Article

Yes Bank Sets Off Contagion Selling in the Stock Markets

06 Mar 2020

The news flows that came from Yes Bank on the morning of 05th March were drastically different from the news flows in late evening. In the morning, the Yes Bank stock rallied by over 25% after it was reported that SBI was expected to come in and support the bank with capital infusion. However, things took a turn when the RBI imposed a moratorium on Yes Bank at 8 pm on 05th March. Under the moratorium order, the Yes Bank board was superseded by an RBI appointed administrator and there were limits of Rs.50,000 withdrawal placed till April 03rd.

Why this move is impacting the stock markets?

Yes Bank is still a part of the Nifty 50 and also a player in the futures segment. The pressure is visible from the fact that as of 10.40 am there are more than 24 crore shares on offer but volumes have been just 1.30 crore shares as there are no buyers even at lower levels. Here is the impact.

  • UBS, a leading brokerage, has pegged the fair value of Yes Bank at around Rs.1, which effectively means it is worth nothing. That explains why there are no buyers in the counter despite the stock being nearly 45% down on 06th March.
  • Most people are worried about the impact that Yes Bank could cause to the markets considering the size of its balance sheet. As of March 2019, Yes Bank had total deposits of Rs.228,000 crore and now all that comes under moratorium. Yes Bank has borrowings of Rs.108,000 crore and that also creates a systemic risk.
  • The next problem could be at a brokerage level. Brokers and other investors who have borrowed against Yes Bank shares could face immediate margin calls. In addition, brokers have already been instructed to close out all outstanding positions in Yes Bank to avoid any market panic.
  • Then there is the collateral damage at two levels. Depositors may be forced to sell out other assets and shares to make up for the deposit locking of Yes Bank. This maybe evident in the next few days. Secondly, borrowers with loan sanctions fromYes Bank may have to look for alternative sources of finance.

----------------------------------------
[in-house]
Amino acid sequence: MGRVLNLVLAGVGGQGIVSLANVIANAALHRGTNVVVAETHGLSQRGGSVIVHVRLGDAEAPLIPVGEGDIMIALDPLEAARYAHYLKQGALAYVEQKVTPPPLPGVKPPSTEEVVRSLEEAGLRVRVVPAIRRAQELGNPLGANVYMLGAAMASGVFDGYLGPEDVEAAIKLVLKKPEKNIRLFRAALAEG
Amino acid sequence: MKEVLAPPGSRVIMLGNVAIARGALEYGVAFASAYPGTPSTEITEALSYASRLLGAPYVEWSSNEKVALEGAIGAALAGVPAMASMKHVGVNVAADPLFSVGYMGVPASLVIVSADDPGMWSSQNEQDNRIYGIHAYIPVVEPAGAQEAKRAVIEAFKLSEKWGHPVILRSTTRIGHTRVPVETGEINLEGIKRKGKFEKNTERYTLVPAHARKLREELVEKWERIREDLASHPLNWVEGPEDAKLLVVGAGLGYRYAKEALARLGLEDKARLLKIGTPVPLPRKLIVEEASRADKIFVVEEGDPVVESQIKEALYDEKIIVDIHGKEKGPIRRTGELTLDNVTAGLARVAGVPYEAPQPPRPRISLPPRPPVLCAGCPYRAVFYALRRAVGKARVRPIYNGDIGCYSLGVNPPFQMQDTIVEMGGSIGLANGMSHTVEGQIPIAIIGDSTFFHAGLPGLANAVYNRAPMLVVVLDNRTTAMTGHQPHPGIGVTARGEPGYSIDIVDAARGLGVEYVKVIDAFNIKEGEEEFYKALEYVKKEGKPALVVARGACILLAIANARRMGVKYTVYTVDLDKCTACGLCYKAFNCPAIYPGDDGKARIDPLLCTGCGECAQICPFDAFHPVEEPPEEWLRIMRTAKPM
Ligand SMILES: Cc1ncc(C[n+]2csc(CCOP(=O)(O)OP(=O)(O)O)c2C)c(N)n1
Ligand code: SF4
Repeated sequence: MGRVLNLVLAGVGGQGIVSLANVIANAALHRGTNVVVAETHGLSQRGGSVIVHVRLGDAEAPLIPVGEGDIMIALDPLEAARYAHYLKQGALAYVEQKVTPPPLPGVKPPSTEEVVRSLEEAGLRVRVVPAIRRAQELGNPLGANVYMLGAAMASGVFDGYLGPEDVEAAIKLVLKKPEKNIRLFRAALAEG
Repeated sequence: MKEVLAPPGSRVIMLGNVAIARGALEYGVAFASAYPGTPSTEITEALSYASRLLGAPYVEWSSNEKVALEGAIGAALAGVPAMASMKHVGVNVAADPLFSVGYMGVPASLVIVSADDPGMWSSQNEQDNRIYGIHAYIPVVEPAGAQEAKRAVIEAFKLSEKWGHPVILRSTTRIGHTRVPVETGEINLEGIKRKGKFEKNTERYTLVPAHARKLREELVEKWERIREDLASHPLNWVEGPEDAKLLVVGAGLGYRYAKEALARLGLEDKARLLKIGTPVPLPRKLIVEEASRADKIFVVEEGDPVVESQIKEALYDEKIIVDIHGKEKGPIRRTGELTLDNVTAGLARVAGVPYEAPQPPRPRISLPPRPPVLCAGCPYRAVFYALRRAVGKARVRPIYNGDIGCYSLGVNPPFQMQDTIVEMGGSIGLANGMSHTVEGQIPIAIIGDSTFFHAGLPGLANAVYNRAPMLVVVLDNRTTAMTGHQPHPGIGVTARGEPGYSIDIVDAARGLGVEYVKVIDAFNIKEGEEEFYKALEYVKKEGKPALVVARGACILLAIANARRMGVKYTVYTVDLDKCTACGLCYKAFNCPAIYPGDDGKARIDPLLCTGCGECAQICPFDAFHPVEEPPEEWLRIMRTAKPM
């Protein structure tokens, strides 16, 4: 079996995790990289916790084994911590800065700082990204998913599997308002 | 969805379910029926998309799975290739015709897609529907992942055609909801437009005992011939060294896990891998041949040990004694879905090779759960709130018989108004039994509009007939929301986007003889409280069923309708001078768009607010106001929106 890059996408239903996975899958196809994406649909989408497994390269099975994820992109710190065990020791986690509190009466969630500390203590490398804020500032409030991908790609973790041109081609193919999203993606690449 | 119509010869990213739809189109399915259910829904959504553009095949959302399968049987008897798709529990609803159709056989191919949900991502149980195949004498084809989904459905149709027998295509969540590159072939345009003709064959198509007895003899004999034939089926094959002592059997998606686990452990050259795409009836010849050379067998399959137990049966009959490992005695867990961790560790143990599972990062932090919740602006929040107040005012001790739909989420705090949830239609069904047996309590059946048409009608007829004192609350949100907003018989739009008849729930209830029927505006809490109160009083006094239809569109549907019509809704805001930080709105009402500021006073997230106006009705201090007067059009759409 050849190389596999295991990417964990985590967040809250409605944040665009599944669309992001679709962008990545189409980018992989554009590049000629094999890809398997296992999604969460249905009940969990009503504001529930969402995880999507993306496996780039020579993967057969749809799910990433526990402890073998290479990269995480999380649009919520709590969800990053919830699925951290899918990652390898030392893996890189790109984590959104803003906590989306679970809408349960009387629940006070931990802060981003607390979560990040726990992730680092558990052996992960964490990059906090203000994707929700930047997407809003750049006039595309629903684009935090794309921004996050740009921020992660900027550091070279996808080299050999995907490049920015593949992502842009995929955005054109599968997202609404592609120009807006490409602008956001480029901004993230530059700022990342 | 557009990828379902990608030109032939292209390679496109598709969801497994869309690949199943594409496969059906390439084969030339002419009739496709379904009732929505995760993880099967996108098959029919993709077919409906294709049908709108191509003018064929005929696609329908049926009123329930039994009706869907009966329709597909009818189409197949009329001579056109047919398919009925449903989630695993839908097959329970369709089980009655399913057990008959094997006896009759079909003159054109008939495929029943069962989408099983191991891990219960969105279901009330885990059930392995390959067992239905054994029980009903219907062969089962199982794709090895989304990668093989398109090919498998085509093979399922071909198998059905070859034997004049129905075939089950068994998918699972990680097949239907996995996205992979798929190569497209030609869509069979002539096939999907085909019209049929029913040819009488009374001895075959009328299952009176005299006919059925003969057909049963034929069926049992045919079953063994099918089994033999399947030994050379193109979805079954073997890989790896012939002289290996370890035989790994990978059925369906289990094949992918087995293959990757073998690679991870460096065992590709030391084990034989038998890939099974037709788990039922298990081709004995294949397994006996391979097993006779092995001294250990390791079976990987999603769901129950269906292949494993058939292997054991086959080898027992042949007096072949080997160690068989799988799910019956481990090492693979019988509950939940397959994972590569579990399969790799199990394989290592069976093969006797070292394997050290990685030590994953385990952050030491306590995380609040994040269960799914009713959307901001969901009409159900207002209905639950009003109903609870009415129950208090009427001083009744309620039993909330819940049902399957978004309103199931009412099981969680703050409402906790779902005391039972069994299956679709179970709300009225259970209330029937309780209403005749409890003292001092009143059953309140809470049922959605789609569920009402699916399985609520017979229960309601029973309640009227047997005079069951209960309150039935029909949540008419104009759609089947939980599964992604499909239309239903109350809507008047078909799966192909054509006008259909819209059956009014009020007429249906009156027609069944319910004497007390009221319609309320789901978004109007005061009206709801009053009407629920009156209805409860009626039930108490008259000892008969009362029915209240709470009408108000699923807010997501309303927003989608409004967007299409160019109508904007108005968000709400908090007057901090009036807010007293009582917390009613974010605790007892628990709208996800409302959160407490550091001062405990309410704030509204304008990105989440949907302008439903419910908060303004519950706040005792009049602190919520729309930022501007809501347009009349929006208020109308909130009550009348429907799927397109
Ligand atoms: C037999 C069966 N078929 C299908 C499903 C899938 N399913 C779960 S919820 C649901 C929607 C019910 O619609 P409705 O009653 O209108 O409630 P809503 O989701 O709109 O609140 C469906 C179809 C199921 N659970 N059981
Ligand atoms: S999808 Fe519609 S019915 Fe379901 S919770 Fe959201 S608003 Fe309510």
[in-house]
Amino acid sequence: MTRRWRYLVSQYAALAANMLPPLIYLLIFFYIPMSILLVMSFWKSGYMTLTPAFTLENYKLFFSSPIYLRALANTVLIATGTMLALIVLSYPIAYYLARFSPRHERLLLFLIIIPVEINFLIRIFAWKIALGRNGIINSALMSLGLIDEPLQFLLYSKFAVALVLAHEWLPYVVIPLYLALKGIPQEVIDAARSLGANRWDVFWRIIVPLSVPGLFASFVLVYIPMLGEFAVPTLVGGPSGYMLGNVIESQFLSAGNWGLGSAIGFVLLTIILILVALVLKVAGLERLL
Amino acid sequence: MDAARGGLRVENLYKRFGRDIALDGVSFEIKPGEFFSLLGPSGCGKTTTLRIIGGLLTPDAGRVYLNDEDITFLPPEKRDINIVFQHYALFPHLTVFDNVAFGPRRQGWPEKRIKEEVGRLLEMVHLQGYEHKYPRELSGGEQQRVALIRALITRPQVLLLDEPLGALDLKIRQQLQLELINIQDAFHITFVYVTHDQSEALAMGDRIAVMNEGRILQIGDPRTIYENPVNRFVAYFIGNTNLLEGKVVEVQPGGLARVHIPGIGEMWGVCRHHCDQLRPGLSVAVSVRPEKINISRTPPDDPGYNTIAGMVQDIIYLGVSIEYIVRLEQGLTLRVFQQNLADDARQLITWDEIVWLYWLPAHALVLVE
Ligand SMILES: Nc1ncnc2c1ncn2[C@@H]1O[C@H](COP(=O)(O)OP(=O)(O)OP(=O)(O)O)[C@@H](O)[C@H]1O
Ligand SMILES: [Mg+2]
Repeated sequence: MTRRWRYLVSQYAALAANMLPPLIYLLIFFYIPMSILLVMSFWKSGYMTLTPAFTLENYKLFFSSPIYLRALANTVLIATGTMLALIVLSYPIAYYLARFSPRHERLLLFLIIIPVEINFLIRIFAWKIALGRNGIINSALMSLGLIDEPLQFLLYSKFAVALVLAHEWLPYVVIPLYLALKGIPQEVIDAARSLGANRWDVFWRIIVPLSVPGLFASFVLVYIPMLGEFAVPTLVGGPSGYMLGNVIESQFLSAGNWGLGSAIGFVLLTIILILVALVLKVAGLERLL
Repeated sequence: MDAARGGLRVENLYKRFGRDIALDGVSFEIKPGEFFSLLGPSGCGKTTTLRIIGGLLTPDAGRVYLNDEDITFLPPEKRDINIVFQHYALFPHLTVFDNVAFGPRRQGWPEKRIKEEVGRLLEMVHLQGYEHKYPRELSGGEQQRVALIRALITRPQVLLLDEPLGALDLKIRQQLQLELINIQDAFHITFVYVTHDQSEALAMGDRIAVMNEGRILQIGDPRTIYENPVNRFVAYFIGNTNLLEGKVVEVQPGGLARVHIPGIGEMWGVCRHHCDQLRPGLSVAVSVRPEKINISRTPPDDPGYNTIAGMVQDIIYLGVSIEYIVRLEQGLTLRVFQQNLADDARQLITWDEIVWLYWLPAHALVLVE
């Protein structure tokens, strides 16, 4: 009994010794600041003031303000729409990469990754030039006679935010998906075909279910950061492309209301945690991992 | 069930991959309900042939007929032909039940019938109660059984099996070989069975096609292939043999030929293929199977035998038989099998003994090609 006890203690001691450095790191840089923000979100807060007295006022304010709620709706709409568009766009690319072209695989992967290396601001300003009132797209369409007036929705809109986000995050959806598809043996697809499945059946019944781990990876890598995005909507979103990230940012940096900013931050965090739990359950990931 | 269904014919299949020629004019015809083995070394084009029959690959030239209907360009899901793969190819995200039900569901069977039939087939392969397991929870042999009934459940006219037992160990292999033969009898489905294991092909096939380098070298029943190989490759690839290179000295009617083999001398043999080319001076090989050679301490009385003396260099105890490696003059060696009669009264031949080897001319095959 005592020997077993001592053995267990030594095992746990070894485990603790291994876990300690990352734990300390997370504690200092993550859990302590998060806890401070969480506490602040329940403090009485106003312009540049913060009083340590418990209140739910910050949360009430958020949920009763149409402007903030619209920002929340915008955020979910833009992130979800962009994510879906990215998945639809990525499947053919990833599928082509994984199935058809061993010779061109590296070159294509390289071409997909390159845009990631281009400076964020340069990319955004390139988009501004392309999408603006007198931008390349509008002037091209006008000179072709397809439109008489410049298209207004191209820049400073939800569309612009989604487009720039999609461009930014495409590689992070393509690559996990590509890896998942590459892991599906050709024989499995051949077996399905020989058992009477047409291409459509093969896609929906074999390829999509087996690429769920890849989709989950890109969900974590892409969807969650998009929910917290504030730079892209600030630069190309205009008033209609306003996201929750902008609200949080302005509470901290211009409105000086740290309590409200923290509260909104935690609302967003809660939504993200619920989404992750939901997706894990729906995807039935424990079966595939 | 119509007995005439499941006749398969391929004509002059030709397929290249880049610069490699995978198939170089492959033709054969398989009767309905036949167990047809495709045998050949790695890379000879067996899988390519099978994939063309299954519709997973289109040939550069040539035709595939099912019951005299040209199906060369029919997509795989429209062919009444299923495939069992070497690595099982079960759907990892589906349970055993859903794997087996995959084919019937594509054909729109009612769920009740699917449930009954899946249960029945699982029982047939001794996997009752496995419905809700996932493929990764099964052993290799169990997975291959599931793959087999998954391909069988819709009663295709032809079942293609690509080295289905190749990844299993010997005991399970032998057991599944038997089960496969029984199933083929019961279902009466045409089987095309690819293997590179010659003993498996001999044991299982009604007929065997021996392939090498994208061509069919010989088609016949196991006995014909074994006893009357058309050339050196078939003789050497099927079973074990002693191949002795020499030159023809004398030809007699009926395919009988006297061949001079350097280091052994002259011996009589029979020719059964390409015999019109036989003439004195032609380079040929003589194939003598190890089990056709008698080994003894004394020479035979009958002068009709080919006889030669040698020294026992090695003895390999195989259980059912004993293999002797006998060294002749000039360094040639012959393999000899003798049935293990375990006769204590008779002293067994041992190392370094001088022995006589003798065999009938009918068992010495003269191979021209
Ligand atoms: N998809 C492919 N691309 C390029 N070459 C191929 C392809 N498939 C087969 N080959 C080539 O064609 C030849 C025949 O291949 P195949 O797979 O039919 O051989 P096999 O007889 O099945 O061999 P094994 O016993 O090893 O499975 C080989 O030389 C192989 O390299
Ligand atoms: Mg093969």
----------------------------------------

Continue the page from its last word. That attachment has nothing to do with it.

• The moratorium on Yes Bank raises some questions over other private banks that have been facing NPA problems in the past. For example IndusInd Bank, RBL Bank and Bandhan Bank have taken deep cuts in trading on 06th March. Other banks in the midst of a liquidity crunch like Lakshmi Vilas Bank are also on lower circuit.
  • Yes Bank was quite active in funding real estate projects and even NBFCs. Both these sectors will immediately feel the crunch as the funding sources dry up and that could also have a cascading effect. That is also evident in the stock prices.
  • Lastly, don’t forget the retail borrowing effect. As per the RBI announcement, any deposit made by an individual will only be paid after adjusting against the loans outstanding. This could create a major liquidity crunch among retail investors. In fact, the weak consumption that has been a major bugbear for the Indian economy could get worse if the situation is not handled quickly and effectively.

Yes Bank has already lost over 90% of its market value in the last one year and the sharp fall on 06th March only exacerbates the problem. The impact of Yes Bank on the Indian economy is likely to be much deeper than originally anticipated. A lot will depend on how quickly the administrator is able to put the house in order, infuse capital and bring stability back to the markets. The crisis is in the open; it is now about how it is handled!